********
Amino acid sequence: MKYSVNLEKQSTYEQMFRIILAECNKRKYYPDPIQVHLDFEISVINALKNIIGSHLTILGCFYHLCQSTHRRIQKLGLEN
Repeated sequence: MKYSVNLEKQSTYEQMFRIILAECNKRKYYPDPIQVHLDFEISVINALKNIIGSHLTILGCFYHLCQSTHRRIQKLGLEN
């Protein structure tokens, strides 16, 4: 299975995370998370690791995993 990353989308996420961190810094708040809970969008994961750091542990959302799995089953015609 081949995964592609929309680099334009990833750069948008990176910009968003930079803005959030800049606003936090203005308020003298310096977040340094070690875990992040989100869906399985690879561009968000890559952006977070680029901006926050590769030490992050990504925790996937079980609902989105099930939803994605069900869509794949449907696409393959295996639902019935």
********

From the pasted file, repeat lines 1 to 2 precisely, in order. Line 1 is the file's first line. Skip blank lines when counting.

Amino acid sequence: MKYSVNLEKQSTYEQMFRIILAECNKRKYYPDPIQVHLDFEISVINALKNIIGSHLTILGCFYHLCQSTHRRIQKLGLEN
Repeated sequence: MKYSVNLEKQSTYEQMFRIILAECNKRKYYPDPIQVHLDFEISVINALKNIIGSHLTILGCFYHLCQSTHRRIQKLGLEN